May 22, Physics/General Physics
Kerner's paper, "The physics of green-wave breakdown in a city," is published in a recent issue of EPL.
Many large cities around the world, especially in Europe and the US, synchronize traffic lights on the busiest streets to create green waves. When a green wave works as intended, all vehicles within the wave can drive through a sequence of green traffic lights at a certain speed without having to stop at the signals. The timing of the lights can be controlled either by sensors or timers, and can be set up for traffic in one direction or both directions. Green waves have several benefits, such as allowing for higher traffic loads, reducing traffic jams, controlling traffic speed, reducing fuel consumption and emissions, and facilitating bicycle and pedestrian traffic.
The biggest disadvantage of green waves is that, when the wave is disturbed, the disturbance can cause traffic problems that can be exacerbated by the synchronization. In such cases, the queue of vehicles in a green wave grows in size until it becomes too large and some of the vehicles cannot reach the green lights in time and must stop. This is called over-saturation. As more and more vehicles stop, the traffic can cause a gridlock where vehicles can't move forward even when the light turns green because vehicles are backed up at the light ahead, which may still be red or turning green at the same time.
The physics of this green wave breakdown has not been thoroughly studied until now. In his paper, Kerner used two kinds of models to investigate the underlying mechanisms. He identified several general features of green wave breakdown that are independent of the traffic flow model used, and also discovered that the physical characteristics of green wave breakdown depend crucially on which model is used.
In one model, called a three-phase model, green wave breakdown occurs due to an initial speed disturbance (for example, a car turning onto the main road from a side street) that causes a moving synchronized flow pattern (MSP). In an MSP, vehicles move slower than in the initial free flow of green wave, causing delays that destroy the green wave synchronization with the traffic lights. The result is oversaturated traffic at the traffic signals.
In the other model, called a two-phase model, an initial speed disturbance does not cause an MSP and the delays associated with MSPs. However, if the initial speed disturbance is large enough, and there is a large number of vehicles in the wave, then oversaturation and green wave breakdown can still occur.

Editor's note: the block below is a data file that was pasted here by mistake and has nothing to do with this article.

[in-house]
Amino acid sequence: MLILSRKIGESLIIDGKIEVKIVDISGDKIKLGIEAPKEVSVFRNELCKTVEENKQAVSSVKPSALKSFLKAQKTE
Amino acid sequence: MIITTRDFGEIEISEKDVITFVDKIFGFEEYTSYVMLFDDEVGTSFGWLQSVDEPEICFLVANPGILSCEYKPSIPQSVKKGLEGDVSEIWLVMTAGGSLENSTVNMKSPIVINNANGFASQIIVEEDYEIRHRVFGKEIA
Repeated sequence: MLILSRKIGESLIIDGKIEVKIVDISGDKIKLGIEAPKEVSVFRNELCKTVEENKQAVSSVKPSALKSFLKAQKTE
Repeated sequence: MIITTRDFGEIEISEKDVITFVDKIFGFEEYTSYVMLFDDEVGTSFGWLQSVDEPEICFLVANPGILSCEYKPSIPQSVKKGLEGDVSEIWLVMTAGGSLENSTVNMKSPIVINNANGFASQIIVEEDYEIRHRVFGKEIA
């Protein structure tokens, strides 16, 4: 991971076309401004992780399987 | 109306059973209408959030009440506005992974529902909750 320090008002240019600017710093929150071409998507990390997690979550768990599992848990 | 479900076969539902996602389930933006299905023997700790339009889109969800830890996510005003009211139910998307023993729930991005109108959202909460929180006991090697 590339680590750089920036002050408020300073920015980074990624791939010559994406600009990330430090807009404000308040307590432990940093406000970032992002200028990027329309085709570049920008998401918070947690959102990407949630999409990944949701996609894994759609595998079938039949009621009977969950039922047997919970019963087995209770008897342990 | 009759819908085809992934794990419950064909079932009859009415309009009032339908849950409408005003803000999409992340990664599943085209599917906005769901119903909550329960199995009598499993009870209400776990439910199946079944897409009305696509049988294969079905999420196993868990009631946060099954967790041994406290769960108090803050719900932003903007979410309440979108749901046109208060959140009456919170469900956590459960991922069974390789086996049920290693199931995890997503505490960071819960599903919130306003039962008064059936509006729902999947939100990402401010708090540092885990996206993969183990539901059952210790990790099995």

In both models, Kerner found that one or more phase transitions are involved in the breakdown process. Also, breakdown occurs with a certain probability of less than 1; in simulations runs with the same parameters, breakdown occurs at some times but not at others.
While the models offer a theoretical explanation of how green wave breakdown may occur, experimental tests are needed to gather data and determine which model best fits the data. Kerner hopes that an empirical test will be performed in which the vehicle speed and flow rate are measured both upstream and downstream of a synchronized traffic signal. By studying speed disturbances and the possible emergence of MSPs, researchers could then determine the initial disturbances and how they lead to green wave breakdown.
"This would be a very interesting test for an EU project," Kerner told Phys.org. "However, as far as I know, there are no EU programs for such empirical studies of signal control. The problem is that my theory contradicts all classical theories of urban traffic, which, as is well known, do not work in the real world."
More information: Boris S. Kerner. "The physics of green-wave breakdown in a city." EPL, 102 (2013) 28010. DOI: 10.1209/0295-5075/102/28010
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